Make us your home page
Instagram

Today’s top headlines delivered to you daily.

(View our Privacy Policy)

John Romano: State's stance on education too complex for my public school brain

Getty Images

Please forgive me, but I am a dim-witted product of Florida's inferior public schools. Big numbers confuse me and grandiose ideas are beyond my grasp.

For instance, I have a difficult time following the game plan of our super-smart state leaders when it comes to public education. Try as I might, their logic escapes me.

They insist accountability is the key to all that is magical in education, then steer students and tax money to private schools that have no formal accountability.

They insist charter and public schools be treated equally, then hand charters 97 percent of the state's capital outlay funds even though charters make up less than 15 percent of the schools.

They insist they are watching out for your tax dollars, and yet flush millions down the toilet as charter schools run by for-profit corporations go belly-up every year.

Their thinking is so complex, even educators seem confused.

"They're causing damage to our public schools,'' said state Rep. Mark Danish, D-Tampa, who has spent most of the past 30 years teaching in Hillsborough County. "And it's a pattern that's been going on for a number of years.''

Danish joined U.S. Rep. Kathy Castor, D-Tampa, and local/state PTA leaders for a news conference Monday to bemoan the latest budget proposals for school funding.

If you weren't aware, the state has used Public Education Capital Outlay funds to build and repair public schools for 40 years.

That is, until Gov. Rick Scott showed up.

During Scott's first three years in office, charter schools have received about $200 million in PECO funds. Traditional public schools have gotten around $6 million.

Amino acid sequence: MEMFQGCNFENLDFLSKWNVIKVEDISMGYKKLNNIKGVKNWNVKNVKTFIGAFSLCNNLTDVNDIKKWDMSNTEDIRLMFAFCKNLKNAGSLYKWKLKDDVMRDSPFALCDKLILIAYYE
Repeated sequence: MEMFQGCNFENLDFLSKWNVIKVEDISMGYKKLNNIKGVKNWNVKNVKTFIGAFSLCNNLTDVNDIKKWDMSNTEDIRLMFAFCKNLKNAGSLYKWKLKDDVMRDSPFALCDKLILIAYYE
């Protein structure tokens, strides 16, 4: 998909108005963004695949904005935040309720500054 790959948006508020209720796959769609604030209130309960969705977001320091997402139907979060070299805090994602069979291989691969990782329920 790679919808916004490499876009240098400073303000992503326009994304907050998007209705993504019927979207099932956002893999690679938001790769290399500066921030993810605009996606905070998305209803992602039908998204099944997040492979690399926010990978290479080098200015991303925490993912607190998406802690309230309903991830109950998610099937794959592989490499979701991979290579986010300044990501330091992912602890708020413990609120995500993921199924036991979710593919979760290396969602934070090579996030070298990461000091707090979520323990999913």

That means public schools with leaky roofs are out of luck. That means broken air conditioners are held together with duct tape and a prayer. That means a lot of your tax dollars are being spent on school buildings that are not owned by the state.

"We do see a draining of resources of traditional public schools in what seems to be a move to privatize education,'' said Linda Kearschner of the Florida PTA legislation commission. "We can't keep robbing our children in public schools in the quest to provide other options.''

State Republican leaders explain that charter schools are in need of the PECO funds because they're growing at a more rapid rate than traditional public schools. That makes sense to me.

But then you ask why the disparity is so wide, and the answers grow enigmatic. You ask where schools are going to come up with the money to repair crumbling buildings, and they suggest counties foot the bill by raising taxes, which seems at odds with the usual Republican way of thinking.

On the bright side, state leaders have come up with PECO funds for public schools in their latest budgets. The Senate suggests giving charters $50 million and public schools $40 million. Gov. Scott is proposing even greater spending. The House, in its infinite wisdom, says charters should get $100 million and public schools $50 million.

Considering public schools outnumber charters nearly 10 to 1, I'm tempted to question such lopsided numbers but I realize I'm no match for the brainiacs in Tallahassee.